Businessman's recipe to lessen India's crime rate is this: make the underworld an organized industry, and give every criminal a decent salary, and there will be no want, no poverty, and no crime. This is actually implemented and proved by its protagonist, whose only aim, as the promos rightly tell you, is to make Mumbai, err, pee.
Urological targets aside, Businessman is a Puri Jagannadh movie that mostly gets it right - all cheek and no clutter. The writer-director deftly combines the several forces of dialogue, edgy camera work, background score and energetic acting, to give you an entertainer that is engaging enough to make the following detail skip your attention: this movie doesn't have a comedy track.
Briefly put, the plot follows the mind-games that a gangster Surya (Mahesh Babu) plays with Mumbai's powers-that-be, to gain total control over the region. Beginning by endearing himself to a pocket of the Dharawi slum, Surya moves on to bigger things in life.
So we are treated to the politics of a Mayor election, Delhi negotiations, and election sops, all masterminded by a man with in-your-face amorality, who simply cannot go wrong. And of course, the romance with the Police Commissioner's daughter.
Thanks to a Pokiri-Dookudu hangover, there's also another question that keeps you hooked - what is Surya's background? Unfortunately, the answer isn't very satisfactory, and this, along with the fact that the movie itself has an unclear denouement, might disappoint viewers.
However, Puri Jagannadh (who walks in for a very welcome 20-second cameo) is at his crowd-wooing best, clearly, since it is his dialogues that keep every scene throb alive with zest. It is important to also note that his lines aren't just vacuous material meant to titillate front-benchers - even if you're not a loyal fan of the writer-director, you will agree that these "punch-dialogues" have much philosophy (and more cynicism) to ruminate on.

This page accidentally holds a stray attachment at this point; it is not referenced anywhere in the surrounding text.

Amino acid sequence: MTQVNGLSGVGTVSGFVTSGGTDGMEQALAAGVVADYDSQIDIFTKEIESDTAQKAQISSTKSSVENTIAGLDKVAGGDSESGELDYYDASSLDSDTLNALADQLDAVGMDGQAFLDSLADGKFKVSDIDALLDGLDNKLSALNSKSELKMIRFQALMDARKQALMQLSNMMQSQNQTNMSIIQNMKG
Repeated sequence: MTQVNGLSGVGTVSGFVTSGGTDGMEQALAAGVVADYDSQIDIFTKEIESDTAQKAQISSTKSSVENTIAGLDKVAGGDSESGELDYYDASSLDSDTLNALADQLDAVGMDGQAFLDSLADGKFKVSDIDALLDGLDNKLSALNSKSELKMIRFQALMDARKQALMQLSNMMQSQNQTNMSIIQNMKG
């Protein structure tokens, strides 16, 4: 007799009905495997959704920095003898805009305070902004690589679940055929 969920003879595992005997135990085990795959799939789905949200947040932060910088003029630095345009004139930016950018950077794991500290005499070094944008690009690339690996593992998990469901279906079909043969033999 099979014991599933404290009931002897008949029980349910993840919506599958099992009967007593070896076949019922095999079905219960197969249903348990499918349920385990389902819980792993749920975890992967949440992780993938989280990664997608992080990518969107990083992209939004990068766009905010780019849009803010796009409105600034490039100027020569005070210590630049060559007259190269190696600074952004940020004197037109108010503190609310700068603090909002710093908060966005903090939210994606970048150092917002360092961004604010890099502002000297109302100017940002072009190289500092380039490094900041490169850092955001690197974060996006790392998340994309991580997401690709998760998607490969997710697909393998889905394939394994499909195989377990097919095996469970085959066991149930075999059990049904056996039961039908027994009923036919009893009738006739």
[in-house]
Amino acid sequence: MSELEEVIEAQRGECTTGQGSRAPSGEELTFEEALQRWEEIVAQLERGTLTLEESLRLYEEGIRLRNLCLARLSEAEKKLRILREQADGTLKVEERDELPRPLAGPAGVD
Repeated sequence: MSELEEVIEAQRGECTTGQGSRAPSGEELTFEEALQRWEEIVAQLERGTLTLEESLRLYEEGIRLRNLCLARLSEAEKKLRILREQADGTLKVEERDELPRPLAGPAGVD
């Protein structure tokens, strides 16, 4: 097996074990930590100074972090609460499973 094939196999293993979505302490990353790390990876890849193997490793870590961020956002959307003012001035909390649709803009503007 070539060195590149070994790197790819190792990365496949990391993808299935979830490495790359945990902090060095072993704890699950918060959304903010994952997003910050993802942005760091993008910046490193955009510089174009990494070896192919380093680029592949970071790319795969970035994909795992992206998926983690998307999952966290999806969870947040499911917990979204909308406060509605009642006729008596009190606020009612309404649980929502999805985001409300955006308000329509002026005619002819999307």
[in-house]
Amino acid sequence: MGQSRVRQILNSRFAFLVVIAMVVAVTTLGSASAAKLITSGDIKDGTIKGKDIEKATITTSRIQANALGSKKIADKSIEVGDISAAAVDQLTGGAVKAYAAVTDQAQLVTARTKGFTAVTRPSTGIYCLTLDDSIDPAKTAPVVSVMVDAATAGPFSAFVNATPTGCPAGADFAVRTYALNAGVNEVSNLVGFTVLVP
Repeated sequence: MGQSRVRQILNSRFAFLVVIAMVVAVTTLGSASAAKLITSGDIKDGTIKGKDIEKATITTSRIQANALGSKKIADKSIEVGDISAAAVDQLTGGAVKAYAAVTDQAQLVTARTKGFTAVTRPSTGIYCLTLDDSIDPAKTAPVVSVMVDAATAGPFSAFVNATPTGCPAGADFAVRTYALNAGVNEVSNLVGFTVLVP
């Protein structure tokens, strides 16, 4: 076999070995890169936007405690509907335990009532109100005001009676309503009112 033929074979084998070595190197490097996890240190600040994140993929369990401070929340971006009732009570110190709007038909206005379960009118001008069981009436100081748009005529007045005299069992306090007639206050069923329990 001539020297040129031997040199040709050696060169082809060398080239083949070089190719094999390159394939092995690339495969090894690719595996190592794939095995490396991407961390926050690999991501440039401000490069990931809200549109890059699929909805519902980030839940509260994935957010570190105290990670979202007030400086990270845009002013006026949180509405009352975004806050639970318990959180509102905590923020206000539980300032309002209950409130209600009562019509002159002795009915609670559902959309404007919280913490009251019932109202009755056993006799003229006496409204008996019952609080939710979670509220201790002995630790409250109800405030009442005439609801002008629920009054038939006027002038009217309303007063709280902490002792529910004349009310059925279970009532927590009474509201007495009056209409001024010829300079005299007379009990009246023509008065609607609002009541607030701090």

Critics have good reason to lament his increasing dependence on swear words, but there's no denying the fact that when this audacity is combined with the learned insights of an informed thinker, it makes for seriously potent ammunition.
So potent that he doesn't even need help from Mahesh Babu's star quality. Which, in turn, is so potent that he seemingly doesn't need a Puri Jagannadh dialogue to bring on the hysterical shrieks. This fusion of independent charismas - of the performer and of the conductor - results in a movie crisper than it probably could have been.
Indeed, there are certain scenes and dialogues in Businessman that might put you off because, on the face of it, they're obscene (like the one in which Surya unctuously tells the politician, played by Sayaji Shinde, that he loves him and that he must treat him like a girlfriend), but what we have here are brilliant moments that have a mysterious mix of corniness and wit, that have been delivered with just the effect they were intended to be delivered.
Brahmaji, Nasseer, Sayaji Shinde, Prakash Raj, etc. are all suitable accessories to the script. However, the practice of featuring air-headed heroines continues, with Kajal playing Chitra, the Commissioner's daughter, and this is perhaps the only thing grating about Businessman.
Meanwhile, the background music adds just the amount of pulsating urgency that the script demands. And Saar Osthara hugely helps.
Businessman is recommended, especially for the unfussy Telugu film fan. However, it is rated A, and had there been lesser of Mahesh Babu's little finger, Businessman could have been more fun.